The Ultimate Estate PlanSubmitted by Affiance Financial on June 20th, 2012
By Steve Lear
This article is written for the “millionaire next door”—someone who’s net worth is between $500,000 and $10M—who wishes to leave a financial legacy.
As I grow older, I find myself thinking more frequently about the people I will one day leave behind. I always thought that planning for one’s death would be sad—and perhaps frightening. Surprisingly, however, I have found that it actually can feel invigorating and empowering to establish a legacy plan.
As a financial planner, I have probably attended at least 25,000 client meetings over the past 30 years. In doing so, I have learned that every individual can create a legacy that will have a positive and meaningful impact on future generations. Most people believe that the estate planning process is complicated, but it doesn’t need to be so.
I suggest the following steps to create a financial legacy:
Decide to whom you wish to leave money. Do you want to take care of only those individuals who are financially dependent on you, or do you want to leave something to others as well? Naturally, you want to make sure your spouse has sufficient capital with which to continue an agreed-upon standard of living. You will also want to make sure your children have the necessary funds to allow them to gain the tools they need to become self-sufficient adults and contributing members of society.
Probably the most difficult, but ultimately the most rewarding, decision is determining the amount you want to leave. Most people assume that the more they leave, the better. For the reasons outlined below, I don’t believe that's the case. And once you have decided upon a dollar amount, you have established parameters that can in turn help you make other financial and life-style decisions.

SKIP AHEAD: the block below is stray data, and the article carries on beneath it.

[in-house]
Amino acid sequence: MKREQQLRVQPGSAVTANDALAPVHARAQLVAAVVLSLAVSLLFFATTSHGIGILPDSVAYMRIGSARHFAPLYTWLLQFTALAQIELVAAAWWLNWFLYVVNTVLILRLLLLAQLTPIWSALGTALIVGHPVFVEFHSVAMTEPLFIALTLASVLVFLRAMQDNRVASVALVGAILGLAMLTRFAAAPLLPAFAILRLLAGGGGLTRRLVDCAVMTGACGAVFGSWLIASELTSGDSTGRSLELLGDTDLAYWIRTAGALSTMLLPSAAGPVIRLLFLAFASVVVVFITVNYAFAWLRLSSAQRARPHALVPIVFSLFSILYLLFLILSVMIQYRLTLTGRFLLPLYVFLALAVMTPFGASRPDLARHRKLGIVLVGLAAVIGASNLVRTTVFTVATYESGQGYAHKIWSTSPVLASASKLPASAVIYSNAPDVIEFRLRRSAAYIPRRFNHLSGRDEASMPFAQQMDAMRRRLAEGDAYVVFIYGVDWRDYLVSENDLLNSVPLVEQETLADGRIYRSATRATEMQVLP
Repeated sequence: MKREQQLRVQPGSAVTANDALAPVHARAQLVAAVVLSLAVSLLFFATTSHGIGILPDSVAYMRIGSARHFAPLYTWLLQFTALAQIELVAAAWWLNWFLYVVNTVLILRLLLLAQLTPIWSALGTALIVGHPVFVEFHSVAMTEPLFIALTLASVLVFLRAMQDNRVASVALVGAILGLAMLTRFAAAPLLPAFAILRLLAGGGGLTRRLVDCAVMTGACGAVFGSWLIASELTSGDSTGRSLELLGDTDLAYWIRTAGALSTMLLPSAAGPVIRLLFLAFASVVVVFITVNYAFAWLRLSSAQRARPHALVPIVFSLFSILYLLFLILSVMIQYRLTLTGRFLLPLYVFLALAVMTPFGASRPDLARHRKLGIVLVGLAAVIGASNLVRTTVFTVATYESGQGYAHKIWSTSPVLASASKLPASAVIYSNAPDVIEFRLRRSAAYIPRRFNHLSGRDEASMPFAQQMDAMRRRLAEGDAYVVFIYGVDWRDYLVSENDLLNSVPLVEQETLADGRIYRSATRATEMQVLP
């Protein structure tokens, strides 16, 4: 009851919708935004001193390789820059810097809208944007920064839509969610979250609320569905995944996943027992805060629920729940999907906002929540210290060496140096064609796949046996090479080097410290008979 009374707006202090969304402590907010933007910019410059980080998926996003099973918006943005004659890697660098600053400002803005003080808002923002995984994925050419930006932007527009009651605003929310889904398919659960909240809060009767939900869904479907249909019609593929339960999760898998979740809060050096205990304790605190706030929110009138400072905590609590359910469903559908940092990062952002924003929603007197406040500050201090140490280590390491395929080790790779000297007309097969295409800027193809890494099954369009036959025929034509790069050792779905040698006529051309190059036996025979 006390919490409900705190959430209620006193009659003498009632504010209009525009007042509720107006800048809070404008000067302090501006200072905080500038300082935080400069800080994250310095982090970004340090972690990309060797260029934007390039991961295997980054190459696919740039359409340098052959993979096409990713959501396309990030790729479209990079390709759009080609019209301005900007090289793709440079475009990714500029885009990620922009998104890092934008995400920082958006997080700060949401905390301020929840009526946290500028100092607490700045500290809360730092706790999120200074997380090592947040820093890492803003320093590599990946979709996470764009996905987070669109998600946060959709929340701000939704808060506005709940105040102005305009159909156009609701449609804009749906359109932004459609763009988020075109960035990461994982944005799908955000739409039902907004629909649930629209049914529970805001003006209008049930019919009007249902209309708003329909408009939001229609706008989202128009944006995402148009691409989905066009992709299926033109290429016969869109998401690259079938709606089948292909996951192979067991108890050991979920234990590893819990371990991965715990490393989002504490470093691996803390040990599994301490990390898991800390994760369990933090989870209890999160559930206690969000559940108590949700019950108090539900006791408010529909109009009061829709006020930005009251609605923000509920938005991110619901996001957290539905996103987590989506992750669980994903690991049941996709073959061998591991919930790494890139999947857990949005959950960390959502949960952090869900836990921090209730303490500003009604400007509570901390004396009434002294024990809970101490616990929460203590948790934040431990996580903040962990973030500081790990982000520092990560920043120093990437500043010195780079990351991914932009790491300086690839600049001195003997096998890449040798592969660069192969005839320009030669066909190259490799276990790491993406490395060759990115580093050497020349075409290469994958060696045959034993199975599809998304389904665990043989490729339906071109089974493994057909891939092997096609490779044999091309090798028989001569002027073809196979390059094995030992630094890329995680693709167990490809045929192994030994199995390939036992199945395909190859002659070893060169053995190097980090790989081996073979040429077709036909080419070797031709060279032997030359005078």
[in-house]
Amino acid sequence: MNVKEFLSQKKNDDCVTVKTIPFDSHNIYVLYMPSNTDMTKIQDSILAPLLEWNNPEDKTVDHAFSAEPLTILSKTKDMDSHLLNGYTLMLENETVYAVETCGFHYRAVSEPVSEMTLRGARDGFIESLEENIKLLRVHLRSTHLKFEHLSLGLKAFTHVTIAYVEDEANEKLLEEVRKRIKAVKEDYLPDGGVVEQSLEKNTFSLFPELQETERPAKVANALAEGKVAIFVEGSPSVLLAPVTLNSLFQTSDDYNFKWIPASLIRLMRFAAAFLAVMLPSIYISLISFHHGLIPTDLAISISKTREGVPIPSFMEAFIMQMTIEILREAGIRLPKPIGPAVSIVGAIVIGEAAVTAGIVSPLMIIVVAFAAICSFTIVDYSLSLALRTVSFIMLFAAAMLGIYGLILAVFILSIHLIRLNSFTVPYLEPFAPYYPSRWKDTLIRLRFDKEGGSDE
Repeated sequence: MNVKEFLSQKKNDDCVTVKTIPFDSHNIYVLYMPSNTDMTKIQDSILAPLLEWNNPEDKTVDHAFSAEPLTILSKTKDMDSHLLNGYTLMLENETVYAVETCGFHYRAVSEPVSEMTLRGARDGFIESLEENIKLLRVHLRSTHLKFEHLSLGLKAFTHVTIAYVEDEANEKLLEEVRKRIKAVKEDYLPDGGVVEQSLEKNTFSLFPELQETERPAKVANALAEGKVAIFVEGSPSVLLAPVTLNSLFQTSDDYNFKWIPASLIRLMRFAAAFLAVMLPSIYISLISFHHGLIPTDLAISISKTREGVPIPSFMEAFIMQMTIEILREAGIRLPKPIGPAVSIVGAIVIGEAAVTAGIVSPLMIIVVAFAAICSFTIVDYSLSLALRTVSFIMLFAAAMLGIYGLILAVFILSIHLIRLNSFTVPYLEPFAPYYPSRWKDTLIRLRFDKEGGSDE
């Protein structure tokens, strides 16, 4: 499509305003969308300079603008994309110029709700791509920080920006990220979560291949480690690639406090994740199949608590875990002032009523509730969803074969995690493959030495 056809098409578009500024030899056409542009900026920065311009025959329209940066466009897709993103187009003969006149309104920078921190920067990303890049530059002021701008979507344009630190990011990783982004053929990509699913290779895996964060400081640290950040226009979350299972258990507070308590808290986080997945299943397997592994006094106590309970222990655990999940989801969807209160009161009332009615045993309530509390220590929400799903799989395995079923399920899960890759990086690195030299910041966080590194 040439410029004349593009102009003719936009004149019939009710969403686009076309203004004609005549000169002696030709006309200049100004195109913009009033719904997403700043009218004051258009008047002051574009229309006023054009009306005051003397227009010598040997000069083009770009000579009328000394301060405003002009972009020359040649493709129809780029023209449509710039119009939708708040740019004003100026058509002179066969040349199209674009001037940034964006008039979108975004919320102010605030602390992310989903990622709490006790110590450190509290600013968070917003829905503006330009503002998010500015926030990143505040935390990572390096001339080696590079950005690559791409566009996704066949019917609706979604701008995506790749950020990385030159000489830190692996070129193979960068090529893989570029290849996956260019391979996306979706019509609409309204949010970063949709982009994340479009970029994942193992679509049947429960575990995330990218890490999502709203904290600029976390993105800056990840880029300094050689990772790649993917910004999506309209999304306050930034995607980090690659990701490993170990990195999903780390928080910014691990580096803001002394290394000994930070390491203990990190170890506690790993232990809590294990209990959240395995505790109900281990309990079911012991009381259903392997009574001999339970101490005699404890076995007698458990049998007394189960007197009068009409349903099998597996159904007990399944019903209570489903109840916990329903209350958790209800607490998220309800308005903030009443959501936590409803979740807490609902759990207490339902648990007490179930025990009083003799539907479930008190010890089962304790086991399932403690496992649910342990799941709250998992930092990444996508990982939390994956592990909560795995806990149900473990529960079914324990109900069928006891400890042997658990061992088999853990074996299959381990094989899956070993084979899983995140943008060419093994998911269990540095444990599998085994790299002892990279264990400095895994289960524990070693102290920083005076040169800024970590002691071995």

In deciding on an amount to leave to your heirs, consider the following:
- Beyond basic support if they are under age 18, a financial legacy to your children is a gift, not an obligation. Your children are not entitled to the money you have earned, any more than you were entitled to receive a legacy from your parents. The best gift you can give a child is the means by which to acquire the education or skills they will need to create their own definition of financial success.
- Do not leave an amount that will take away anyone’s ambition to strive for his or her goals and succeed on his or her own. This is especially important for children. Consider an amount that will enhance their ability to succeed, such as money specifically earmarked for college or graduate school.
- Consider whether your children might feel like taking care of the assets they inherit is a burden rather than a privilege.
- Regarding grandchildren, unless you lack the confidence that your children will take care of their children, I suggest leaving them a token amount or nothing at all.
- So what’s the right amount? One line of thinking is that, if one has the means, $500,000 is a sufficient amount for each child. But ultimately each person needs to decide for him or herself what that number should be. There is no one right answer.
Once you have decided on a dollar amount, you need to decide how to fund it. I believe that the most efficient, effective and leveraged  way to fund a financial legacy is through the use of life insurance. For a married couple, a second-to-die life insurance policy is a good choice; for a single person, a permanent policy. Using life insurance as the funding vehicle for a financial legacy offers the following advantages: